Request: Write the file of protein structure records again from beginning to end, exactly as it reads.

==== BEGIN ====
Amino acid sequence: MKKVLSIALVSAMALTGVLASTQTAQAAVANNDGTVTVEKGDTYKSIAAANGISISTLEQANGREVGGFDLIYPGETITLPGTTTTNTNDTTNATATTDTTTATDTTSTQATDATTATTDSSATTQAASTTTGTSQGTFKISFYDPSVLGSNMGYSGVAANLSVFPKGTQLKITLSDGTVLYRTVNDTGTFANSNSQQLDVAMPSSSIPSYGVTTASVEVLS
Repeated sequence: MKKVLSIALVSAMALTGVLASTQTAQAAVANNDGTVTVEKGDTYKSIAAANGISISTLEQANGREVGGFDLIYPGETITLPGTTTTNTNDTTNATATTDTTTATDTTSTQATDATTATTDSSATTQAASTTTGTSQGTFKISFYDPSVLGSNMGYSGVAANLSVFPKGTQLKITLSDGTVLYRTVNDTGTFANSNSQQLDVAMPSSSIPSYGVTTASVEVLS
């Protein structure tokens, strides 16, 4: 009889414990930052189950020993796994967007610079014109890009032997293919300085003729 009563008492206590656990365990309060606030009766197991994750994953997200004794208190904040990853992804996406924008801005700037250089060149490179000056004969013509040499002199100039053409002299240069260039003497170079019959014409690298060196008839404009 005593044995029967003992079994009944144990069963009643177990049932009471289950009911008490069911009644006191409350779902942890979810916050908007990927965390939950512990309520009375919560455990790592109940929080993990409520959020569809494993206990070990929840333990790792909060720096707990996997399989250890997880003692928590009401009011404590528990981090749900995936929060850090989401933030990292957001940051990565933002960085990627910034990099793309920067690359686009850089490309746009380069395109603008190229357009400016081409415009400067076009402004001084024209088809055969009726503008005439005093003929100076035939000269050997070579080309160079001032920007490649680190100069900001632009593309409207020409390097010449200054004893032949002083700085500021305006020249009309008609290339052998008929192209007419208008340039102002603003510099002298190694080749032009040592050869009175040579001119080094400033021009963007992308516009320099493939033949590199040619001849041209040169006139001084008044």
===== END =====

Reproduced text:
Amino acid sequence: MKKVLSIALVSAMALTGVLASTQTAQAAVANNDGTVTVEKGDTYKSIAAANGISISTLEQANGREVGGFDLIYPGETITLPGTTTTNTNDTTNATATTDTTTATDTTSTQATDATTATTDSSATTQAASTTTGTSQGTFKISFYDPSVLGSNMGYSGVAANLSVFPKGTQLKITLSDGTVLYRTVNDTGTFANSNSQQLDVAMPSSSIPSYGVTTASVEVLS
Repeated sequence: MKKVLSIALVSAMALTGVLASTQTAQAAVANNDGTVTVEKGDTYKSIAAANGISISTLEQANGREVGGFDLIYPGETITLPGTTTTNTNDTTNATATTDTTTATDTTSTQATDATTATTDSSATTQAASTTTGTSQGTFKISFYDPSVLGSNMGYSGVAANLSVFPKGTQLKITLSDGTVLYRTVNDTGTFANSNSQQLDVAMPSSSIPSYGVTTASVEVLS
């Protein structure tokens, strides 16, 4: 009889414990930052189950020993796994967007610079014109890009032997293919300085003729 009563008492206590656990365990309060606030009766197991994750994953997200004794208190904040990853992804996406924008801005700037250089060149490179000056004969013509040499002199100039053409002299240069260039003497170079019959014409690298060196008839404009 005593044995029967003992079994009944144990069963009643177990049932009471289950009911008490069911009644006191409350779902942890979810916050908007990927965390939950512990309520009375919560455990790592109940929080993990409520959020569809494993206990070990929840333990790792909060720096707990996997399989250890997880003692928590009401009011404590528990981090749900995936929060850090989401933030990292957001940051990565933002960085990627910034990099793309920067690359686009850089490309746009380069395109603008190229357009400016081409415009400067076009402004001084024209088809055969009726503008005439005093003929100076035939000269050997070579080309160079001032920007490649680190100069900001632009593309409207020409390097010449200054004893032949002083700085500021305006020249009309008609290339052998008929192209007419208008340039102002603003510099002298190694080749032009040592050869009175040579001119080094400033021009963007992308516009320099493939033949590199040619001849041209040169006139001084008044």